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"For what do we live, but to make sport for our neighbors, and laugh at them in our turn?" -- Jane Austen

Many famous authors and writers use coordinating conjunctions and commas in this way. Are these commas used to make it easier to parse, or are they indicating a pause, or are they indicating a tonal shift? What are the specific guidelines for commas preceding a coordinating conjunction that is between an independent clause and subsequent dependent clauses?

In the example sentence, I understand why there is a comma between "neighbors" and "and": the coordinating element contrasts the inversion of the dependent clauses. I, however, do not understand the comma between "live" and "but." "For what do we live" is an independent clause, not an introductory clause.

Here is another example from a college writing center's website.

"When connecting two independent clauses with a comma and a word like 'however' or 'therefore,' you can either divide the sentence into two sentences, or use a semicolon, which can be used to connect two independent clauses without a coordinating conjunction."

So, what do you think?

  • This sense of 'but' equates to 'except'. Would you class 'except' as a coordinating conjunction? Aren't coordinating conjunctions restricted to conjunctions joining equivalents? Is it sensible to call this usage of 'but' a coordinating conjunction / coordinator usage? – Edwin Ashworth May 27 '18 at 19:13
  • Great point! I didn't consider this. – Christian Kline May 27 '18 at 19:35
  • I really want to edit the title to replace "before dependent" with "combining correlated", but I'm afraid it might be too much of a change in meaning. – Ian MacDonald Oct 25 '18 at 20:11
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Jane Austen may be an admirable model for many things in English prose, but modern punctuation is not one of them:

In the 19th century and earlier (when rules were generally more lax than they are today), comma use was pretty much a crapshoot. That is, writers rolled one in when they felt like it, which was usually when a natural pause seemed to occur. So in the first line of “Pride and Prejudice” (1813), Jane Austen wrote:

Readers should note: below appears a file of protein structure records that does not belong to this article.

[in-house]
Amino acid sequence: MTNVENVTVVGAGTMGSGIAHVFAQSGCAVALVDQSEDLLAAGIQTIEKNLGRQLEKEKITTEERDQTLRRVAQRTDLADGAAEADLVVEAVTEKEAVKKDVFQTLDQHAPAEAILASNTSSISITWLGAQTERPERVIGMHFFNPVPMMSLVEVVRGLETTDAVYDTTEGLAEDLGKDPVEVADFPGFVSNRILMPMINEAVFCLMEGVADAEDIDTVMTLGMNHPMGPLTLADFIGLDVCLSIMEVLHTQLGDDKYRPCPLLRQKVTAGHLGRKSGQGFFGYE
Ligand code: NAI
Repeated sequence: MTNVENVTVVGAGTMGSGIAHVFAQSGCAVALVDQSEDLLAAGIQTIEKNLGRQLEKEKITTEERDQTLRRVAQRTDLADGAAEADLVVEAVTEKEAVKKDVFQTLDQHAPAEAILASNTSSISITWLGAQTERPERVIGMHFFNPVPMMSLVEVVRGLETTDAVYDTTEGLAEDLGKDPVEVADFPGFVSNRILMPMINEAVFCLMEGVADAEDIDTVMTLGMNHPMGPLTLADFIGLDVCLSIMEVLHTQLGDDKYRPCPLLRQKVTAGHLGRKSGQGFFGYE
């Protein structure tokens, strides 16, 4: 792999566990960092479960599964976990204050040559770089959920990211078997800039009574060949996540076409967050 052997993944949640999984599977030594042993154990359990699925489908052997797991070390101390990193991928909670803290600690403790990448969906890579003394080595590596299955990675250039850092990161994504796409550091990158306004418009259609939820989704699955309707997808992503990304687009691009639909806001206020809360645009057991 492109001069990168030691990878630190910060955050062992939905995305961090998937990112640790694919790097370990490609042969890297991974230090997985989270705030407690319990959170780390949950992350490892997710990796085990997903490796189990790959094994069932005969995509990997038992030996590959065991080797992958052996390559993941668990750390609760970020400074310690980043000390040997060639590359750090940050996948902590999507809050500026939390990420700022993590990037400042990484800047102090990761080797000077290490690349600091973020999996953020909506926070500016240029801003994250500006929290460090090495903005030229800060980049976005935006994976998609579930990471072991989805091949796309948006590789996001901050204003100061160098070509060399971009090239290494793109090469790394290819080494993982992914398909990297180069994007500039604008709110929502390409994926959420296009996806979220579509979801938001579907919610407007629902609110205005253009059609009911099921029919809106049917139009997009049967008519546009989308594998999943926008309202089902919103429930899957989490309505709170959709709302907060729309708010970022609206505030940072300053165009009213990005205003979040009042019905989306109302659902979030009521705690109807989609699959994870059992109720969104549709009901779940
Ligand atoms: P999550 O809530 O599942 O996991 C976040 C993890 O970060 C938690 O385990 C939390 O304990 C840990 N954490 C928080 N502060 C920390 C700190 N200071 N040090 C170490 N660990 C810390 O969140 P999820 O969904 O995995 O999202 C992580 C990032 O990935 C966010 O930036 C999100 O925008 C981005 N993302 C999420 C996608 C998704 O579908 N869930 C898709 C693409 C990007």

“It is a truth universally acknowledged, that a single man in possession of a good fortune, must be in want of a wife.”

By about a century later, comma rules had been codified such that both commas in the sentence (after “acknowledged” and “fortune”) would be dispensed with. — Ben Yagoda, “Fanfare for the Comma Man,” New York Times website, 9 April 2012.

This codification in the early 20th century is chiefly due to the efforts of two brothers, Henry Watson Fowler and Francis George Fowler, whose 1906 book The King’s English advocated for a radical reduction in comma usage, mostly on semantic grounds.

The first punctuation guides, George Puttenham’s The Arte of English Poesie (1589) and Simon Daines’ Orthoepia Anglicana (1640), treated any written text as a script to be read aloud, which, of course, was quite practical for poetry and drama. A comma indicated a short pause, a semicolon a longer one, and a colon longer still. One could term this comma usage elocutionary or prosodic.

That punctuation should be syntactical was a novelty introduced by Ben Jonson’s The English Grammar in 1640. Until the Fowler brothers, there was a chaotic mixture of both prosodic and semantic comma placement.

It was common throughout the 19th century to bracket any relative clause, whether essential or non-essential, with commas, as in the line from Pride and Prejudice Yagoda sites. Modern practice is both syntactic and prosodic, as English speakers usually take a breath or pause before a non-essential clause, but the commas also mark the semantic distinction between the two types of clauses. The same rule applies to appositives, where breathing pauses have nothing to do with where commas go.

In your example from the same novel, the two commas are strictly prosodic and by modern rules, completely unnecessary.

  • Absolutely. 19th century punctuation looks to the modern eye like a series of fits and starts, almost baroque in its shunning of straight-line progression. – Robusto Oct 25 '18 at 20:32

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